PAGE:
• But they still have complete privileges
    • Thus: extra layer, controlled by security officers, to limit/audit DBAs
  • Administrators need training in both technology and judgment – making evolution costly and slow. Simplify!
  • Single sign-on is typically the top priority, rather than policy specification
problem context management of security data
problem contextManagement of security data
  • We collect lots of security-related data
    • Audit trails, surveillance video/camera, RFIDs, GPS, cell phones, electronic lock records, etc.
  • How can we analyze it and assess its quality in a scalable manner?
    • Relevant research: mining patterns of normal/ anomalous operation, metadata management, protection against alteration, privacy issues

Not discussed much in this tutorial

agenda4
Agenda
  • Introduction
  • Security basics
  • State of the art and open problems
    • Problem context
    • SQL
    • Role Based Access Control (RBAC)
    • Label-based access control
  • Policies as a unifying framework
  • Security issues and opportunities in example application areas
sql security model overview
SQL security model overview
  • Privileges on data objects (tables, columns), schema objects, stored procedures, triggers, more in the future

grant <list of operations> on <list of objects>to <list of identities>[with grant option] /* right to delegate */

  • A privilege must be supported by a chain from owner
    • When grantor loses rights, revoke cascades. So DBA grants all?
    • Delegation is only for privileges you have
  • Object creator is “owner”, with full privileges
    • Ownership cannot be transferred
  • Metadata is visible iff user has some rights on the object

Models for distributed trust, label security, XML security each propose variations on these design choices

sql lacks many essentials
SQL lacks many essentials

Some (neatly bounded) extensions needed by SQL2003, RDBMSs, and many other models

  • Manage security for a distributed relational database (starting with identical table definitions, assumption of local autonomy in granting privileges on local data)
  • Infer a user’s right to view a subset of the data, transparent to application writers (views are not)
  • Guarantee that administrators do not delegate excessive privileges
  • Decentralize power appropriately (ownership, DBA roles)
  • Abstract and modularize the specification of the standard, so it can be extended safely and easily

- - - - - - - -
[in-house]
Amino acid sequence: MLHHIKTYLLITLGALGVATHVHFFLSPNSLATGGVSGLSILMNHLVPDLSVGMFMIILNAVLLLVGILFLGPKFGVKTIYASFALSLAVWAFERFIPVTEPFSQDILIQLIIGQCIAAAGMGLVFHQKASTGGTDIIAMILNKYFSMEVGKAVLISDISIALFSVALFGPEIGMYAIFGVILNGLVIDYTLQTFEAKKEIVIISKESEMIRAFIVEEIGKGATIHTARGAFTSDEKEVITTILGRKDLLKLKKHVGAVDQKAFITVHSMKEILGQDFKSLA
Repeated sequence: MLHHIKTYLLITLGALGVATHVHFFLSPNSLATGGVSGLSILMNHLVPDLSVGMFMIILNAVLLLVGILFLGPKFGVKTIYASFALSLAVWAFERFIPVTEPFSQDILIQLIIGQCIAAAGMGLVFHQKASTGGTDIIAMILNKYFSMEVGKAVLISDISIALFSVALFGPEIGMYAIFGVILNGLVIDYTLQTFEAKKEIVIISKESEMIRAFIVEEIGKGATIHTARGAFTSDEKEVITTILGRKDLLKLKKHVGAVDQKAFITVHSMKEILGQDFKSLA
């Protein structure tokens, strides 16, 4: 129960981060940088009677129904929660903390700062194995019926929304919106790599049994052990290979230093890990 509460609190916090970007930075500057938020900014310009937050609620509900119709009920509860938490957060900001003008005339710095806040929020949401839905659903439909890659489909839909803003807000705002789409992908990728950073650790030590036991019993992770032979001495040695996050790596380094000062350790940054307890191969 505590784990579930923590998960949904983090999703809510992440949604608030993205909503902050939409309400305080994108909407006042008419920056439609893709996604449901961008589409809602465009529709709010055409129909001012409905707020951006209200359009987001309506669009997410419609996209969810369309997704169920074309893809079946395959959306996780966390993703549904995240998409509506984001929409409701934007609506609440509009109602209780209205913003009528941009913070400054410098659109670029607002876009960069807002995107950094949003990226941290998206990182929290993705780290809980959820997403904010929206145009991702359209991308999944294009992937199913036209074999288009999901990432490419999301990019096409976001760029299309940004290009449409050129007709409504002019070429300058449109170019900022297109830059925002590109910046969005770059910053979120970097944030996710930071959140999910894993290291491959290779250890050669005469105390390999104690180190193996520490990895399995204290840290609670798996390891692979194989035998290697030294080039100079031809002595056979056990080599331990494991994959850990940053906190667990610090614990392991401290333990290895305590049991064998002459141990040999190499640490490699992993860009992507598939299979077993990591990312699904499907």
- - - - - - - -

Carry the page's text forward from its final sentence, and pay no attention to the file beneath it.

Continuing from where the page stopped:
build grad students muscles rework ownership
Build grad students’ musclesRework “ownership”
  • Owner of container currently gets full rights to the contents!
    • Owner’s real contribution was metadata and creating a container, not data content
      • So why should they have full privileges?
    • Allow any user (including owner) to “move” their rights to someone else
      • Avoid cascading revoke
      • Allow recipient to gain sole ownership
    • Upon creation, transfer creator’s content and metadata privileges to “domain” administrators
build grad students muscles control metadata visibility
Build grad students’ musclesControl metadata visibility

Select GoodCredit from Customer where scoringFunction(ZipCode, Age) > 6789

  • Devise a suitable model for metadata protection
    • Protect business process info in view definitions
    • Controlled browsing of catalogs by users who lack access to underlying data
  • Requirements for the solution
    • Minimize admin work
    • Retain privileges that users have already granted
    • Avoid loose ends (e.g., who may use each m’data item to enforce a constraint or rewrite a queries)
privileges on views and procedures i e derived objects
Privileges on views and procedures (i.e., derived objects)
  • The theory is 80% known. Principle: Infer a privilege when you detect that it does not increases user’s power
    • Interacts with metadata, distribution, ownership, …
  • Implement privilege inference efficiently
    • Adapt the query optimizer to generate equivalent forms
  • Handle federation and warehouse (materialized) views, with minimum new semantics and mechanism
    • Autonomy: control over security stops at organizational boundaries.
    • Negative privileges are a big, controversial add-on

Often a query will not be answerable from user-visible info. (This is a general problem in publish/subscribe)

  • Suggest an alternative query that the user can execute, and explain how it differs from what they requested
build grad students muscles abstract models for sql
Build grad students’ musclesAbstract models for SQL
  • Help restate the standard (+ vendor products), in a way that enables easier extension, integration
    • Describe query/update execution semantics in a way that shows what operations may be executed [RoSc04b]
      • Use it to explain needed privileges
      • Rewrite statements on views as SQL statements on underlying tables
    • Use abstract concepts, e.g., contains, is-a, derived object (perhaps from object models)
      • Compare with constructs in other models
agenda5
Agenda
  • Introduction
  • Security basics
  • State of the art and open problems
    • Problem context
    • SQL
    • Role Based Access Control (and beyond)
    • Label-based access control
  • Policies as a unifying framework
  • Security issues and opportunities in example application areas
role based access control basics
Role-Based Access Control basics
  • Group = set of users, e.g., Clerk, Accountant